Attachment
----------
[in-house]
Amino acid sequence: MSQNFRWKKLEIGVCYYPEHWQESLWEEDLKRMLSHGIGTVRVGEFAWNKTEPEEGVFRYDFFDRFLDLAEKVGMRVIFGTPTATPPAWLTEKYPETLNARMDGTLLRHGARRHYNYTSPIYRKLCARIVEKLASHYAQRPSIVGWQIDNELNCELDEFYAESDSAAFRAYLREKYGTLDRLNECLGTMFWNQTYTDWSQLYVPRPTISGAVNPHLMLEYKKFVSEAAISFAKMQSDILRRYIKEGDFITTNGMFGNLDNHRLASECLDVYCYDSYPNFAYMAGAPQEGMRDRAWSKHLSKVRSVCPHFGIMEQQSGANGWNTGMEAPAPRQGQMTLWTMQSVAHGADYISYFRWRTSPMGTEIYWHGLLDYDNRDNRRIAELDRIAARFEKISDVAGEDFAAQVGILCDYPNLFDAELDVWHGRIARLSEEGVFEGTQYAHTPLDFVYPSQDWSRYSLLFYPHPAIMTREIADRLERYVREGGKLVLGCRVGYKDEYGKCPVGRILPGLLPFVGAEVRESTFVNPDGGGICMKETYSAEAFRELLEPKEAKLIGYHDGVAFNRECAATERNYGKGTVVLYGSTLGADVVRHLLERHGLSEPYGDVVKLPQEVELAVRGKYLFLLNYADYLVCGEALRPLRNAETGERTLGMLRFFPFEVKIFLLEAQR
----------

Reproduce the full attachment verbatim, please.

[in-house]
Amino acid sequence: MSQNFRWKKLEIGVCYYPEHWQESLWEEDLKRMLSHGIGTVRVGEFAWNKTEPEEGVFRYDFFDRFLDLAEKVGMRVIFGTPTATPPAWLTEKYPETLNARMDGTLLRHGARRHYNYTSPIYRKLCARIVEKLASHYAQRPSIVGWQIDNELNCELDEFYAESDSAAFRAYLREKYGTLDRLNECLGTMFWNQTYTDWSQLYVPRPTISGAVNPHLMLEYKKFVSEAAISFAKMQSDILRRYIKEGDFITTNGMFGNLDNHRLASECLDVYCYDSYPNFAYMAGAPQEGMRDRAWSKHLSKVRSVCPHFGIMEQQSGANGWNTGMEAPAPRQGQMTLWTMQSVAHGADYISYFRWRTSPMGTEIYWHGLLDYDNRDNRRIAELDRIAARFEKISDVAGEDFAAQVGILCDYPNLFDAELDVWHGRIARLSEEGVFEGTQYAHTPLDFVYPSQDWSRYSLLFYPHPAIMTREIADRLERYVREGGKLVLGCRVGYKDEYGKCPVGRILPGLLPFVGAEVRESTFVNPDGGGICMKETYSAEAFRELLEPKEAKLIGYHDGVAFNRECAATERNYGKGTVVLYGSTLGADVVRHLLERHGLSEPYGDVVKLPQEVELAVRGKYLFLLNYADYLVCGEALRPLRNAETGERTLGMLRFFPFEVKIFLLEAQR